Twitter, hungry for growth, is trying to make it easier for new users to find value in its service.
The company is testing a feature it calls “instant timeline,” which reduces the need for new users to figure out who they should follow and hands over the decision-making to Twitter.
The feature is being tested with a small number of people who sign up for Twitter on Android devices. It aims to tackle a critical issue for Twitter as its user growth slows: how to get people hooked quickly on its service so they don’t sign up and then walk away.
Twitter can be a useful informational service for people who assemble a good mix of people, companies, news outlets and other accounts to follow. But for new users, figuring out exactly who to follow can be tricky.
With instant timeline, Twitter is providing what it thinks will be a good mix of accounts to follow, so people will be less likely to quit out of frustration or confusion before they get started. It had already said it was working on the feature late last year.
The first part of the sign-up process remains the same: Twitter requests access to a user’s contact list on their smartphone. It then scans the list to see who’s on Twitter, and recommends those people for the new user to follow.
With instant timeline, however, new users don’t have to follow anyone to get started. Twitter looks at what topics their contacts are interested in and whose accounts they follow, then displays those tweets in the new user’s feed. So if a person’s contacts are really into soccer, tweets about soccer will show up from the get-go.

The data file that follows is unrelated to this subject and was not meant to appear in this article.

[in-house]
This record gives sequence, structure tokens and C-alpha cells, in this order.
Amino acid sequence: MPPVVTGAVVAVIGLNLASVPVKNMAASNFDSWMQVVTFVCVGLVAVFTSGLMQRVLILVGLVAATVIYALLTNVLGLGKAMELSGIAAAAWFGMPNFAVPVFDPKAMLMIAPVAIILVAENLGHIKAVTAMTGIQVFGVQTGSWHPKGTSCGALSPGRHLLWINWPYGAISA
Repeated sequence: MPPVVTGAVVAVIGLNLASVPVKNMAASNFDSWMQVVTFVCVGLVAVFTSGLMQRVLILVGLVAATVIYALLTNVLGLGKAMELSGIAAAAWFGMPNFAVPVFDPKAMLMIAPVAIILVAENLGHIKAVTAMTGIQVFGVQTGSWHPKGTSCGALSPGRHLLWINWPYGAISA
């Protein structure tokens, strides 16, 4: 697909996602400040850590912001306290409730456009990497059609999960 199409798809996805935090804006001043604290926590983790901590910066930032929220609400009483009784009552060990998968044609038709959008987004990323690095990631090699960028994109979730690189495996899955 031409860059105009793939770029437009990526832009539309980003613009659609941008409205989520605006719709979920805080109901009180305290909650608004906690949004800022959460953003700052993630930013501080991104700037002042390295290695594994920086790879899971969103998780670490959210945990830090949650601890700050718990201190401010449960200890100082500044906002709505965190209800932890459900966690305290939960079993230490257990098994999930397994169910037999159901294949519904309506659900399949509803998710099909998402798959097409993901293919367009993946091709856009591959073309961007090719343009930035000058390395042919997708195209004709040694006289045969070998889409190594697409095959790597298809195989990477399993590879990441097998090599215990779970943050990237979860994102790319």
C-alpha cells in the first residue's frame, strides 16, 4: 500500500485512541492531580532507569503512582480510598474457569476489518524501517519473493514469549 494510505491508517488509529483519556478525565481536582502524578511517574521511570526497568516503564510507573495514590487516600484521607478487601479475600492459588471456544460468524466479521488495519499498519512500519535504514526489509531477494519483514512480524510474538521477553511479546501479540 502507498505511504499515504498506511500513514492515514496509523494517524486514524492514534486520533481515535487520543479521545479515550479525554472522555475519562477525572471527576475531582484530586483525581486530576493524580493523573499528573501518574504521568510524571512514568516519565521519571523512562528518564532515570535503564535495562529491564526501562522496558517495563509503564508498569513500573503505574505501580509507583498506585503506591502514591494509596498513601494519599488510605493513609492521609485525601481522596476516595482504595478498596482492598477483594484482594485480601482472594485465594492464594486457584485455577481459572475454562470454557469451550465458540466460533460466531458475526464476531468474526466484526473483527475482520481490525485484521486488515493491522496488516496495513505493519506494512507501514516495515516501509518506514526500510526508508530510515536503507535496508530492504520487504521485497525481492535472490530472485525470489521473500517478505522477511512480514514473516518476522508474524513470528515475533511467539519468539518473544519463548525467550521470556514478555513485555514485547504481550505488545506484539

Along the way, the feature displays prompts identifying accounts to follow, and also includes tutorials for tools like direct messaging—which can also be a bit tricky for new users to understand.
A writer for the New York Times got access to the feature and praised its ability to predict his interests. He even considered scrapping his regular Twitter account.
If the test goes well, Twitter could make it the default on-board process for all new users in the coming months.
Twitter has been altering the ways it surfaces content in other ways too. A new ”recap” feature shows people tweets they may have missed while they were away from Twitter. And late last year, it began showing users tweets from people they don’t even follow, something some longtime users saw as sacrilegious.
Twitter’s service used to be different from that of Facebook, relying much less on algorithms to decide what content people see. But as it works to attract and maintain more users, it seems that strategy is having to change.